The In­di­ca­tor: 15

Alberta Oil - - OBSERVER -


has been pro­duc­ing oil near the site of North Amer­ica’s first com­mer­cial oil well in the vil­lage of Oil Springs, On­tario, dis­cov­ered in 1858. The orig­i­nal dis­cov­ery well still ex­ists to­day, pre­served by the lo­cal Oil Mu­seum of Canada. Ben Barnes and his fa­ther carry on the five-gen­er­a­tion fam­ily legacy; Barnes owns Dou­ble B Well Ser­vices and his fa­ther, Lon­nie, owns the Barnes Oil Com­pany. “I don’t think I could do any­thing else,” the younger Barnes says.

The Barnes fam­ily’s an­ces­tors were black­smiths by trade who moved to Oil Springs dur­ing the boom of the 1860s. They opened a ho­tel for the work­ers and soon owned sev­eral oil wells of their own. Up un­til the 1960s, Barnes’s fa­ther and grand­fa­ther con­tin­ued to work with out­dated tech­nolo­gies, in­clud­ing wooden der­ricks and pump jacks. It’s a re­minder of how far the oil in­dus­try has come—and how fast. To­day, Cana­dian oil pro­duc­tion is top-of-the-line in ef­fi­ciency, safety and sus­tain­abil­ity. But pro­duc­tion wouldn’t be there with­out the fear­less, and some­times reck­less, in­no­va­tion of early prospec­tors. Hav­ing such a fam­ily her­itage also yields a cru­cial ad­van­tage that other pro­duc­ers must envy—roy­alty-free pro­duc­tion, in ac­cor­dance with On­tario’s min­eral rights laws for landown­ers.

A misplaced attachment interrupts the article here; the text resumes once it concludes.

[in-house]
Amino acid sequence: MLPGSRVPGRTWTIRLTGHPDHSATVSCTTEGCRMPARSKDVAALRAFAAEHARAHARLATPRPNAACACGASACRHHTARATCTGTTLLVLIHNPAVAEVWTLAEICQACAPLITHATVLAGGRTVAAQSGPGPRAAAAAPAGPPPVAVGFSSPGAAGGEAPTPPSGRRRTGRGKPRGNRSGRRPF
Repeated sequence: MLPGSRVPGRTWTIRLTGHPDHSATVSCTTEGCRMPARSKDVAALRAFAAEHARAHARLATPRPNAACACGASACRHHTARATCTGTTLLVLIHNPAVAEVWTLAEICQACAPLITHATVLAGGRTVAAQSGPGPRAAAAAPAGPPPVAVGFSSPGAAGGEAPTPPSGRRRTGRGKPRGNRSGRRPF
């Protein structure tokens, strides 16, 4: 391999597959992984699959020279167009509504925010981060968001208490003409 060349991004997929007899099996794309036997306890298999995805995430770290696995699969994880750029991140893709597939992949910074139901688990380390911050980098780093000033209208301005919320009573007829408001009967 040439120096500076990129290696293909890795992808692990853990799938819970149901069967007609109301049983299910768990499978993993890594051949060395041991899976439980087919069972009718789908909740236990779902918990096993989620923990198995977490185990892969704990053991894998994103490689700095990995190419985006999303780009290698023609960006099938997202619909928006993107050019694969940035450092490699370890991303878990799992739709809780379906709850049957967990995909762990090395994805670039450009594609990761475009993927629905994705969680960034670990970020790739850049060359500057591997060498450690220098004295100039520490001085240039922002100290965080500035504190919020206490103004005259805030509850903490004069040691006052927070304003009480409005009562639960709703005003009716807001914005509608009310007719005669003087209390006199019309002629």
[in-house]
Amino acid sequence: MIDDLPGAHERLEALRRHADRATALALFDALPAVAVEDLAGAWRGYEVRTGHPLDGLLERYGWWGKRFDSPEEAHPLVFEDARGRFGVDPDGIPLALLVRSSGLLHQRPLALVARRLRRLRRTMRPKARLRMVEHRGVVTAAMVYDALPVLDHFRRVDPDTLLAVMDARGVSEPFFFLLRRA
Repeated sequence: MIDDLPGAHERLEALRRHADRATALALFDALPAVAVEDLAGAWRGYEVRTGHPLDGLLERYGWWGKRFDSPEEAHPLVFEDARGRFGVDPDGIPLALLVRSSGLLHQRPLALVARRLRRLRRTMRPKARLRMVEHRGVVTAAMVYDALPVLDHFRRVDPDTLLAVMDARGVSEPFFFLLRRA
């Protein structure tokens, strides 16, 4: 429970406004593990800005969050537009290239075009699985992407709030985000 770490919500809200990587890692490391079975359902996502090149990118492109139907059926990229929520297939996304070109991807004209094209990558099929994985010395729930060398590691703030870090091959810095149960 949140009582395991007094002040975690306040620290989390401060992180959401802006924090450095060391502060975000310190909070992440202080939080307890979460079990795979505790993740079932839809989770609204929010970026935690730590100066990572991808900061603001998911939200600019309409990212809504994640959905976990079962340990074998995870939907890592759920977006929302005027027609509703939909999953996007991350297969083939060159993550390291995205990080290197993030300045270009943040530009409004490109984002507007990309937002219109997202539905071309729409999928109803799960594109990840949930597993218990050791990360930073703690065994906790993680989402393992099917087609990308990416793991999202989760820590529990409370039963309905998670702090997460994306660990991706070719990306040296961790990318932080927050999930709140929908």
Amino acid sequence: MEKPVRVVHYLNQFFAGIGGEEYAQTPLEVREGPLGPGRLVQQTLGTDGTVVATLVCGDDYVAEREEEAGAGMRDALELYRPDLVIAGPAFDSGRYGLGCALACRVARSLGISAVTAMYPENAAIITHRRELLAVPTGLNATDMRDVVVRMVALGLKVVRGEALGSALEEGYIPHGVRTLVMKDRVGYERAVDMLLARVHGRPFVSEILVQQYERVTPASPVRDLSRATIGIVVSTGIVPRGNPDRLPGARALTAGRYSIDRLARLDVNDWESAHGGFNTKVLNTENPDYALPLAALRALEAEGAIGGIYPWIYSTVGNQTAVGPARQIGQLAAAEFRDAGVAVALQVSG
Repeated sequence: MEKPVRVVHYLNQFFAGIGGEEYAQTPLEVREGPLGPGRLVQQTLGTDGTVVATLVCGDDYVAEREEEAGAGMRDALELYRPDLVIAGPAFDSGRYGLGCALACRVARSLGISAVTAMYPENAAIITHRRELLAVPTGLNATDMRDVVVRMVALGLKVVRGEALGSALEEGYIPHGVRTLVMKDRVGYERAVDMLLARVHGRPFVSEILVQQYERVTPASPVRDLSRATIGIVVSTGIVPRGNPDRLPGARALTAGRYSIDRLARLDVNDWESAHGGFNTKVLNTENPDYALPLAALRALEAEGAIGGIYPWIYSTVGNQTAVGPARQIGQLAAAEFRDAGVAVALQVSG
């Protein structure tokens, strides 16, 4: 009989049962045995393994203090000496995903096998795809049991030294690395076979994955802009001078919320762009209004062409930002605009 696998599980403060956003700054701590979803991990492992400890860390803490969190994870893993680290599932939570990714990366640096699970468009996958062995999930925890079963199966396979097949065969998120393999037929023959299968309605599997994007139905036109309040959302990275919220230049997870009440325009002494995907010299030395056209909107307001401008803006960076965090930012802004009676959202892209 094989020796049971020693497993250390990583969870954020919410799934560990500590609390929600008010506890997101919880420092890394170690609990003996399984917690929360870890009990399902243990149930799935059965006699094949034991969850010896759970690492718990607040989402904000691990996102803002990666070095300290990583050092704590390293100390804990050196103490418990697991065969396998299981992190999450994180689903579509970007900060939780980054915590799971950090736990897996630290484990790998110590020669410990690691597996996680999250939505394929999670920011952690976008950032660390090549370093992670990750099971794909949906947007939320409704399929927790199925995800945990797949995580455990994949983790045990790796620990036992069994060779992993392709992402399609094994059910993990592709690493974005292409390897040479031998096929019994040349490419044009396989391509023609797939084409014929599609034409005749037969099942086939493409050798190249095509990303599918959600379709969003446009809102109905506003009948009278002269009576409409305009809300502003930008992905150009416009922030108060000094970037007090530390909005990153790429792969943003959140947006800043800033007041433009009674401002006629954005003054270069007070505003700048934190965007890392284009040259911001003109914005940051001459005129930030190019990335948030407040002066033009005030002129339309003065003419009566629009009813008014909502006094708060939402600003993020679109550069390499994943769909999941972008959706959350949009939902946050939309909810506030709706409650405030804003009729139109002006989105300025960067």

The orig­i­nal three-pole der­ricks used in Oil Springs, On­tario, are a re­minder of the dra­matic ad­vances made in oil tech­nol­ogy over 150 years

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